abstract = "National data indicate that initial mathematics course placement in college is a strong predictor of persistence to degree in engineering[1, 2, 3, 4], with students placed in calculus persisting at nearly twice the rate of those placed below calculus [3]. Within the state of South Carolina, approximately 95{\%} of engineering-intending students who initially place below calculus are from in-state. The {"}Statewide Coalition: Supporting Underrepresented Populations in Precalculus through Organizational Redesign Toward Engineering Diversity (SC:SUPPORTED),{"} a Design and Development Launch Pilot funded under the National Science Foundation INCLUDES program, is a coalition of secondary districts and post-secondary institutions throughout South Carolina, joining together to address the systemic issue of mathematical preparation for engineering-intending students. First year results include an analysis of system-wide data to identify prevalent educational pathways within the state, and the mathematical milestones along those pathways taken by engineering-intending students. Using individual data for all 21,656 first-year students in engineering-related fields enrolled in a public post-secondary institution in the state, we identified specific pathways with high rates of placement in or above calculus, pathways with balanced rates of placement in/below calculus, pathways with high rates of placement below calculus, and 'missing' pathways, defined as those which produce disproportionately few engineering-intending students [5]. For example, rates of placement in or above calculus among engineering majors ranged from below 17{\%} in eight counties of origin to nearly 100{\%} in four counties of origin. First-year results also included analysis of qualitative data from focus groups conducted at key points along each pathway category to identify factors that do not readily appear in institutional data (e.g., impact of guidance counselor recommendations in selection of last high school math course taken). Broad themes emerging from the focus groups provided additional insight into potential interventions at multiple points along educational pathways. Focus group data are contributing to the development of a survey to be administered in Year 2 to all post-secondary engineering majors statewide, with the goal of creating structural equation models of the factors leading to placement at or below the calculus level upon entry into an engineering major. These models will then allow us to design targeted interventions at points of maximal potential impact.",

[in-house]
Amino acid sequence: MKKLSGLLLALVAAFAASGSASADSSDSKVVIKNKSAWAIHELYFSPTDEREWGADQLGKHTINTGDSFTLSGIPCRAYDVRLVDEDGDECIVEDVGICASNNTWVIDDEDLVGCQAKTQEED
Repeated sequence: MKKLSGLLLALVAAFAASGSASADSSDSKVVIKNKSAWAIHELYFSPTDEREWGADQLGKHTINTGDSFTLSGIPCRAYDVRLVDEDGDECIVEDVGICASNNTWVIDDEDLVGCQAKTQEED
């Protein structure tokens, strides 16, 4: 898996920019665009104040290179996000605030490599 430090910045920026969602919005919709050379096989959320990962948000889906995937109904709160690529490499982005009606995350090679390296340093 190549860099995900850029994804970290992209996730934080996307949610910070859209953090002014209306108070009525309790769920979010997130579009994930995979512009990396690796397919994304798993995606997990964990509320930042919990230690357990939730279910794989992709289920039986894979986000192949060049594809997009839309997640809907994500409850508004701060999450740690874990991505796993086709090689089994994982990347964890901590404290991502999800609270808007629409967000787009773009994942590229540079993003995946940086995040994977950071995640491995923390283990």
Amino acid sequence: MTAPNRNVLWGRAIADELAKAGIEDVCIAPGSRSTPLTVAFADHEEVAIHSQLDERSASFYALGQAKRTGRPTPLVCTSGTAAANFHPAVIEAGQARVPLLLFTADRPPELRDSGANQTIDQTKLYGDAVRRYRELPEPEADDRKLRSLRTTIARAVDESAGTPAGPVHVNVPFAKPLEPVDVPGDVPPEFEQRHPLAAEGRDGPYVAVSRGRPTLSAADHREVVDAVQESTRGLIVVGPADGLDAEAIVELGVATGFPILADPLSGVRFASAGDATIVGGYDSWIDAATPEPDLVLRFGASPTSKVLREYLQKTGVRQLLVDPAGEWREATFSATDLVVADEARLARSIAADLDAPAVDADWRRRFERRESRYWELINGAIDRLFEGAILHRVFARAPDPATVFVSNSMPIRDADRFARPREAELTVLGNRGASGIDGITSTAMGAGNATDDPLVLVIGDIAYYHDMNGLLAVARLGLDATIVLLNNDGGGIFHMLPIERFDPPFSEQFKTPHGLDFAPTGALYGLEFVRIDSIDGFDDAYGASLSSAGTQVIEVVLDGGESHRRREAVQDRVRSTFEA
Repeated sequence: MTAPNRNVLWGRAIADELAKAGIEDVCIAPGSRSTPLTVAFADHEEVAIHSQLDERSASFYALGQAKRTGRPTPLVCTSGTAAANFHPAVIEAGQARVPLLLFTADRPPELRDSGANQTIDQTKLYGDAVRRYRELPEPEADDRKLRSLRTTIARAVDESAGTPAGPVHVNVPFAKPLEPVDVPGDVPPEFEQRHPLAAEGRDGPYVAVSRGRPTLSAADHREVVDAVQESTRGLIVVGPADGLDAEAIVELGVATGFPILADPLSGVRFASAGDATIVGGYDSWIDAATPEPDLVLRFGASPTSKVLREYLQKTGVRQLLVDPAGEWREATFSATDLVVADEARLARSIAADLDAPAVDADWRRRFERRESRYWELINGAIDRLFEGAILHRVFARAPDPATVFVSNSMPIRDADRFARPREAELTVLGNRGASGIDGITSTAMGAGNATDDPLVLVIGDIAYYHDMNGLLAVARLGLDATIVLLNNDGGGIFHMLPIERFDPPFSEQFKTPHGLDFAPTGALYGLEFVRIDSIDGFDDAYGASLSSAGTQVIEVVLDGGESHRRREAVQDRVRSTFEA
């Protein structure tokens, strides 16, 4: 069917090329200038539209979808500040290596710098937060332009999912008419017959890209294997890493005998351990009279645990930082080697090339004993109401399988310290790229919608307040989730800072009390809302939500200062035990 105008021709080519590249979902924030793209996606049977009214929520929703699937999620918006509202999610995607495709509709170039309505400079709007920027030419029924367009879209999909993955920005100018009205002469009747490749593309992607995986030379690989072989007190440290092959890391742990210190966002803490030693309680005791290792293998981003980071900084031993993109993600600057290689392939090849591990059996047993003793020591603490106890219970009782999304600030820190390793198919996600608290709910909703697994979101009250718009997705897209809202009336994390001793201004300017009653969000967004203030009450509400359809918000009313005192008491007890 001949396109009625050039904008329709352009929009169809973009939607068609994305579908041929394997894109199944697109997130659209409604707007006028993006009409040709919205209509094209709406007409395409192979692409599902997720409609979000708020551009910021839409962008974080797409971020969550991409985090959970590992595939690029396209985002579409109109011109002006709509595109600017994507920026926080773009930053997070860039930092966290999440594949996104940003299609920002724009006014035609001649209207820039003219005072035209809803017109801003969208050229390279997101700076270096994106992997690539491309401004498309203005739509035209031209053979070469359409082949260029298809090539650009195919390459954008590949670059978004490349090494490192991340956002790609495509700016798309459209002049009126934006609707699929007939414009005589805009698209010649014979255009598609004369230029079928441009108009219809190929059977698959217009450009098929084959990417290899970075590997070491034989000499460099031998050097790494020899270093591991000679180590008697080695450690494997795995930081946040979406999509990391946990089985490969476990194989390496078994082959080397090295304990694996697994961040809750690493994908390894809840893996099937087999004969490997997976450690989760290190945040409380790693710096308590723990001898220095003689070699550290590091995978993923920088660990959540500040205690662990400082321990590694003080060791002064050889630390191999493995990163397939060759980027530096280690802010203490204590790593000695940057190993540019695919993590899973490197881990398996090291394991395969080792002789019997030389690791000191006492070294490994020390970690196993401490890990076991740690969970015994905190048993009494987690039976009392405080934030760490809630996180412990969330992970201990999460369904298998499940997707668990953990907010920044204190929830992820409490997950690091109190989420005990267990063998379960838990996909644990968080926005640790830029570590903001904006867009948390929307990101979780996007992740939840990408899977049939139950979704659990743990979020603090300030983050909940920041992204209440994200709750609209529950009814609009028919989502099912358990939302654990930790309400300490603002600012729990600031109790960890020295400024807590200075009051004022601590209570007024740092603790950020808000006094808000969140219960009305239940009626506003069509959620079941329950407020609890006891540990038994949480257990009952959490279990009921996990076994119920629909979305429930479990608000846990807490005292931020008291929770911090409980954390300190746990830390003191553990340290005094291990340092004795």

author = "Eliza Gallagher and Brown, {D. Andrew} and Christy Brown and Frady, {Kristin Kelly} and Marketa Marcanikova and Sez Atamturktur and Ihekweazu, {Stanley N.} and Matthews, {Michael A.} and Rabb, {Robert J.} and Roberts, {Richard H.} and Ikhalfani Solan and Welch, {Ronald W.} and Gramopadhye, {Anand K.}",
year = "2018",
month = "6",
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language = "English (US)",
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Gallagher, E, Brown, DA, Brown, C, Frady, KK, Marcanikova, M, Atamturktur, S, Ihekweazu, SN, Matthews, MA, Rabb, RJ, Roberts, RH, Solan, I, Welch, RW & Gramopadhye, AK 2018, 'Statewide coalition: Supporting underrepresented populations in precalcu-lus through organizational redesign toward engineering diversity (SC:SUPPORTED) results from year one', ASEE Annual Conference and Exposition, Conference Proceedings, vol. 2018-June.

Statewide coalition : Supporting underrepresented populations in precalcu-lus through organizational redesign toward engineering diversity (SC:SUPPORTED) results from year one. / Gallagher, Eliza; Brown, D. Andrew; Brown, Christy; Frady, Kristin Kelly; Marcanikova, Marketa; Atamturktur, Sez; Ihekweazu, Stanley N.; Matthews, Michael A.; Rabb, Robert J.; Roberts, Richard H.; Solan, Ikhalfani; Welch, Ronald W.; Gramopadhye, Anand K.

In: ASEE Annual Conference and Exposition, Conference Proceedings, Vol. 2018-June, 23.06.2018.

Research output: Contribution to journalConference article

TY - JOUR

T1 - Statewide coalition

T2 - Supporting underrepresented populations in precalcu-lus through organizational redesign toward engineering diversity (SC:SUPPORTED) results from year one

AU - Gallagher, Eliza

AU - Brown, D. Andrew

AU - Brown, Christy

AU - Frady, Kristin Kelly

AU - Marcanikova, Marketa

AU - Atamturktur, Sez

AU - Ihekweazu, Stanley N.

AU - Matthews, Michael A.

AU - Rabb, Robert J.

AU - Roberts, Richard H.

AU - Solan, Ikhalfani

AU - Welch, Ronald W.

AU - Gramopadhye, Anand K.

PY - 2018/6/23